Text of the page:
But what was the effect of all that money on actual leadership growth?
Accenture's "High Performance Workforce Survey" found that while 65% of executive respondents thought leadership development was very important, only 8% thought their company was good at it. Many other surveys present a similar story.
But forget the surveys. What do you think? When your manager or colleagues finish their leadership program, do they demonstrate sustained improvements? Unless their post-program behavior changes, unless they do something differently, there is no return on investment. Far too often, that is the case.
One might expect that with today's exponential acceleration of leadership technologies, we would see improvements. But progress is not apparent. The reason is that today's leadership development paradigm is fundamentally broken.
Today's paradigm is based on the assumption that all leaders in a given company must demonstrate excellence on a defined set of leadership competencies. The objective of leadership development is to teach leaders to demonstrate those competencies.
But the paradigm doesn't work. Here are four reasons why:
Many competencies cannot be improved. Competencies are a mixed bag. Some are skills (e.g., strategic thinking), some are personality traits (e.g., drive to achieve), some are knowledge (e.g., market insight), and some are talent (e.g., good judgment). Skills and knowledge can be improved, but personality traits and talent cannot. We are who we are. No "Drive to Achieve" class is going to change that.
Competency models are unfocused. Abbott Laboratories uses 24 competencies in its leadership model. The U.S. Department of Labor's management competency model uses 60 competencies. "You, too, can be a great leader by focusing on these 60 competencies ..." Ridiculous.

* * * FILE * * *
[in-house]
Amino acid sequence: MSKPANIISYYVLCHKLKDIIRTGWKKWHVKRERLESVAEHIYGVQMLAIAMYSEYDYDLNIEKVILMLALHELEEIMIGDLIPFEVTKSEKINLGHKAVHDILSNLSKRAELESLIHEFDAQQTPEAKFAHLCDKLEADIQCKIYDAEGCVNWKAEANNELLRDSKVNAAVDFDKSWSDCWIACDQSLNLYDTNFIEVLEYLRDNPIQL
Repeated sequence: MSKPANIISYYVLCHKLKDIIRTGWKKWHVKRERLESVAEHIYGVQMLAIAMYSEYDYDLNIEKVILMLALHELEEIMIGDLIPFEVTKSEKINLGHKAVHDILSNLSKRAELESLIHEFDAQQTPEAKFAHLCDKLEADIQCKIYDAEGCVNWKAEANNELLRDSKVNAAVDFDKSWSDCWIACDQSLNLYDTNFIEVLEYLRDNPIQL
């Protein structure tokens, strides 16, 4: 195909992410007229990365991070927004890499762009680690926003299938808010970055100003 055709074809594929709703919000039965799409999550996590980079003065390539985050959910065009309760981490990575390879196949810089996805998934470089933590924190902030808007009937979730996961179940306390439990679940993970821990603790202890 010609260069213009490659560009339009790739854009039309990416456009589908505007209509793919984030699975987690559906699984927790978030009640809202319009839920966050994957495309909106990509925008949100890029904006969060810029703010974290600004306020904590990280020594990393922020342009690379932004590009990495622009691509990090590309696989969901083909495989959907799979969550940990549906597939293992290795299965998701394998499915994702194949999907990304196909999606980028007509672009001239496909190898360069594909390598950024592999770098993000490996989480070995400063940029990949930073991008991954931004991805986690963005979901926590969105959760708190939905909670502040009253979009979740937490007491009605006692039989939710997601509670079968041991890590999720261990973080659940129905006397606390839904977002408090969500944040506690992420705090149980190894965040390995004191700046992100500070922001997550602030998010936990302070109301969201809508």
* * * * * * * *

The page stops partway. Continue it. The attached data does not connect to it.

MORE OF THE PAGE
Competency models assume renaissance leadership. Competency models encourage assessors to zero in on poorly demonstrated competencies. That's wrong. A successful leadership team needs all leadership competencies, but successful leaders do not.
Peter Drucker said, "...
One-size-fits-all competencies. The role of clerical pool supervisor is dramatically different from the role of a sales manager. Yet, they both attend the same leadership development class. The only way to make such classes relevant is to deliver high-level, theoretical instruction. Program organizers hope participants will be able to apply the theories on their job. But hope is not an effective strategy.
Time to Change the Paradigm
If you want to improve leadership performance, teach people how to succeed in their job. Teaching a department manager how to create an effective strategic plan is far more realistic than teaching "good judgment." Buy leaders, build managers.
Buy leaders. Accomplished skiers can easily identify which skiers began skiing in childhood and which started as adults. Early experience matters. Hire people with successful leadership experience from a young age. Buy intelligence, personality and leadership.
This is not to imply that leadership growth ceases during adulthood, but trying to teach an adult with little experience to become a professional leader is a waste of time. Leadership grows in small drops through experience; it cannot be improved through a class.
Build managers. Dean Walsh of Sullivan-Walsh Consulting once told me, "It is impractical, if not impossible, to teach a person whom to be. But it is very practical to teach a person what to do."
A college basketball coach selects for competencies such as confidence, passion and athletic ability. He develops these competencies slowly over time. Bu, he spends his time teaching players how to perform their positions. For a point guard: how to bring in the ball; how to call a play; and how to transition to defense. These are the fundamentals. He teaches them over and over again.
The same is true for developing corporate leaders. Teach sales managers to be sales managers: how to conduct a motivating pipeline review, how to forecast and how to coach underperformers.
If you are teaching how to perform a management job, you are teaching leadership. But you are teaching it in a practical context. A "motivating pipeline review," "coaching underperformers;" that's leadership right? Doesn't that make more sense than trying to teach a competency like "passion for the business"?
Competencies are very useful when selecting or transferring employees. They can also be useful in long-term development. But they are not effective for making on-the-job leadership improvements.
If you want to improve leadership, teach managers how to perform their current role. By building successful managers you will be developing great leaders.
This article was written by an independent contributor, separate from TheStreet's regular news coverage.